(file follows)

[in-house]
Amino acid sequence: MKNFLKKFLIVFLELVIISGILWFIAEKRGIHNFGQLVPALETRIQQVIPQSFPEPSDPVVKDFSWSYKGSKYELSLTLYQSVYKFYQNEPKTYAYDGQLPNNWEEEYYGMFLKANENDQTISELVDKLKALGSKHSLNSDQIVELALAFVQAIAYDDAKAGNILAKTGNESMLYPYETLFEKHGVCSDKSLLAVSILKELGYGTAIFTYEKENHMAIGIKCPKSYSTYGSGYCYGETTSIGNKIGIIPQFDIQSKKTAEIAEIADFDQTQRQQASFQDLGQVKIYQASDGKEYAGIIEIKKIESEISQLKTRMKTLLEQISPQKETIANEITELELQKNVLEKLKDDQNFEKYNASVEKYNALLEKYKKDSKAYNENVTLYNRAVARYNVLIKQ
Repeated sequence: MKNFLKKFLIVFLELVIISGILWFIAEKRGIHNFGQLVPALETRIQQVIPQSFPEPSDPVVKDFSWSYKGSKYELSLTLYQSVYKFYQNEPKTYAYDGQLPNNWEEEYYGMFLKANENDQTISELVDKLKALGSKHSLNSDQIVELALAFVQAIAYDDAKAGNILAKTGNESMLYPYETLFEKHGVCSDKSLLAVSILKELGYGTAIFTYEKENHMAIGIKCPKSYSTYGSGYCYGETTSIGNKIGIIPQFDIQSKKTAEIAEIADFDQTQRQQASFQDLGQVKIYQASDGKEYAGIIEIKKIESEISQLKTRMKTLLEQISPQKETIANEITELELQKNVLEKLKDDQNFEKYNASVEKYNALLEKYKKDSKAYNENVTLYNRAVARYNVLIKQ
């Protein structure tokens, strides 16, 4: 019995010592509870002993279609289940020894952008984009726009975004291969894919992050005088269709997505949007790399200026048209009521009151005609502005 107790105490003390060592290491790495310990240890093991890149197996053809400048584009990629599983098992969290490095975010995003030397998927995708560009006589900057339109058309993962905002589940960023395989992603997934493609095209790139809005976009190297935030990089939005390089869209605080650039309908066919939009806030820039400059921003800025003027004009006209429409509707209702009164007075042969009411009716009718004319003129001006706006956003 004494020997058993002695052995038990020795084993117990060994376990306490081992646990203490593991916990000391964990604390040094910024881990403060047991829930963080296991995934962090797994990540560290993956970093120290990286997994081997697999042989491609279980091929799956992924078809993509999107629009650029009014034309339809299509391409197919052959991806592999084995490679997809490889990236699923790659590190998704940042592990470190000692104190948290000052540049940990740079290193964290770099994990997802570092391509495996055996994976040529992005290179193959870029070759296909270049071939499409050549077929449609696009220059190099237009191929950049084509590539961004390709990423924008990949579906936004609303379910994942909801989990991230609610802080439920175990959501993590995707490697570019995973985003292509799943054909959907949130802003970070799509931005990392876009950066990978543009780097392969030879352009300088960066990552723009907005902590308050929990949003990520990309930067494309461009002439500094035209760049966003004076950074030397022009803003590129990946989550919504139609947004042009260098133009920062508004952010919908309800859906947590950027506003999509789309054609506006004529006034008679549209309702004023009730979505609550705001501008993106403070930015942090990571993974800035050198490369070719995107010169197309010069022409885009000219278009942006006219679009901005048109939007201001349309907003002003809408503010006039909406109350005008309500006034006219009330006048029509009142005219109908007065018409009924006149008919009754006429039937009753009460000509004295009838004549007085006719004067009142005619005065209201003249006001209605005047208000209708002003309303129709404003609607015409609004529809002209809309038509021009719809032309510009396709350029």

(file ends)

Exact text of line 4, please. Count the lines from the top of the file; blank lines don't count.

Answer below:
């Protein structure tokens, strides 16, 4: 019995010592509870002993279609289940020894952008984009726009975004291969894919992050005088269709997505949007790399200026048209009521009151005609502005 107790105490003390060592290491790495310990240890093991890149197996053809400048584009990629599983098992969290490095975010995003030397998927995708560009006589900057339109058309993962905002589940960023395989992603997934493609095209790139809005976009190297935030990089939005390089869209605080650039309908066919939009806030820039400059921003800025003027004009006209429409509707209702009164007075042969009411009716009718004319003129001006706006956003 004494020997058993002695052995038990020795084993117990060994376990306490081992646990203490593991916990000391964990604390040094910024881990403060047991829930963080296991995934962090797994990540560290993956970093120290990286997994081997697999042989491609279980091929799956992924078809993509999107629009650029009014034309339809299509391409197919052959991806592999084995490679997809490889990236699923790659590190998704940042592990470190000692104190948290000052540049940990740079290193964290770099994990997802570092391509495996055996994976040529992005290179193959870029070759296909270049071939499409050549077929449609696009220059190099237009191929950049084509590539961004390709990423924008990949579906936004609303379910994942909801989990991230609610802080439920175990959501993590995707490697570019995973985003292509799943054909959907949130802003970070799509931005990392876009950066990978543009780097392969030879352009300088960066990552723009907005902590308050929990949003990520990309930067494309461009002439500094035209760049966003004076950074030397022009803003590129990946989550919504139609947004042009260098133009920062508004952010919908309800859906947590950027506003999509789309054609506006004529006034008679549209309702004023009730979505609550705001501008993106403070930015942090990571993974800035050198490369070719995107010169197309010069022409885009000219278009942006006219679009901005048109939007201001349309907003002003809408503010006039909406109350005008309500006034006219009330006048029509009142005219109908007065018409009924006149008919009754006429039937009753009460000509004295009838004549007085006719004067009142005619005065209201003249006001209605005047208000209708002003309303129709404003609607015409609004529809002209809309038509021009719809032309510009396709350029």